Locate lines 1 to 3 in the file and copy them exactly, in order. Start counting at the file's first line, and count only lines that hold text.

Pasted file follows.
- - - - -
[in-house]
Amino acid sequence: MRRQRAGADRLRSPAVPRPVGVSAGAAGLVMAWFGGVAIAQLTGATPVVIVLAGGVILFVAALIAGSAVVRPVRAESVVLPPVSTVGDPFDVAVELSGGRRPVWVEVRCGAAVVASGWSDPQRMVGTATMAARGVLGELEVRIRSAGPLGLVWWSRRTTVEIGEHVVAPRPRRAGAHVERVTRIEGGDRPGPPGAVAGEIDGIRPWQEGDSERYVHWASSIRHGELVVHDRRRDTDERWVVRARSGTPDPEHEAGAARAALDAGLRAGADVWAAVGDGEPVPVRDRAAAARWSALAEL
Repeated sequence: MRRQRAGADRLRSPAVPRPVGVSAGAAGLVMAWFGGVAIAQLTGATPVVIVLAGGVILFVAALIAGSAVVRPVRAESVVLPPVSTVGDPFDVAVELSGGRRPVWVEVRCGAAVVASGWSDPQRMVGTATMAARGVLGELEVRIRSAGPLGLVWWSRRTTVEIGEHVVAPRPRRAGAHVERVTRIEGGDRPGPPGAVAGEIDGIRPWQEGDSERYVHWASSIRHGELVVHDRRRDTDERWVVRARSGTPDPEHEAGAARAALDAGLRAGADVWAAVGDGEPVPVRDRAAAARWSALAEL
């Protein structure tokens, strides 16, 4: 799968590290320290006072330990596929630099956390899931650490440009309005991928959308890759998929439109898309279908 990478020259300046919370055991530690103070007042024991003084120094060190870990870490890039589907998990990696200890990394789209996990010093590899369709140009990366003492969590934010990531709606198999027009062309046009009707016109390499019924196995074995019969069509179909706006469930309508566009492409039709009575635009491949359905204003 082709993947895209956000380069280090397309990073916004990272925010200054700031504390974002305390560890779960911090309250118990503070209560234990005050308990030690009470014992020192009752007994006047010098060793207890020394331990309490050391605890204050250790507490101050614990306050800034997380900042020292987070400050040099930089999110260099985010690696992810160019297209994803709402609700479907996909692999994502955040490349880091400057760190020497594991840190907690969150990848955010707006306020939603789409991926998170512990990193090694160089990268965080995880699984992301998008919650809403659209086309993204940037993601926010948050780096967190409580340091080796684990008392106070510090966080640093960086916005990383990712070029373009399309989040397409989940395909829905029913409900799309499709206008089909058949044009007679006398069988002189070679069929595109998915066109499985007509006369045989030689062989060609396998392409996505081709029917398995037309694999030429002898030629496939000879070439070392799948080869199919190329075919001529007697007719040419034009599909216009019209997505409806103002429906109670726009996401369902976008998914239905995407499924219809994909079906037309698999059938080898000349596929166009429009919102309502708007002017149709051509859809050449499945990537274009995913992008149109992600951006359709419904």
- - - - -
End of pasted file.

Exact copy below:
[in-house]
Amino acid sequence: MRRQRAGADRLRSPAVPRPVGVSAGAAGLVMAWFGGVAIAQLTGATPVVIVLAGGVILFVAALIAGSAVVRPVRAESVVLPPVSTVGDPFDVAVELSGGRRPVWVEVRCGAAVVASGWSDPQRMVGTATMAARGVLGELEVRIRSAGPLGLVWWSRRTTVEIGEHVVAPRPRRAGAHVERVTRIEGGDRPGPPGAVAGEIDGIRPWQEGDSERYVHWASSIRHGELVVHDRRRDTDERWVVRARSGTPDPEHEAGAARAALDAGLRAGADVWAAVGDGEPVPVRDRAAAARWSALAEL
Repeated sequence: MRRQRAGADRLRSPAVPRPVGVSAGAAGLVMAWFGGVAIAQLTGATPVVIVLAGGVILFVAALIAGSAVVRPVRAESVVLPPVSTVGDPFDVAVELSGGRRPVWVEVRCGAAVVASGWSDPQRMVGTATMAARGVLGELEVRIRSAGPLGLVWWSRRTTVEIGEHVVAPRPRRAGAHVERVTRIEGGDRPGPPGAVAGEIDGIRPWQEGDSERYVHWASSIRHGELVVHDRRRDTDERWVVRARSGTPDPEHEAGAARAALDAGLRAGADVWAAVGDGEPVPVRDRAAAARWSALAEL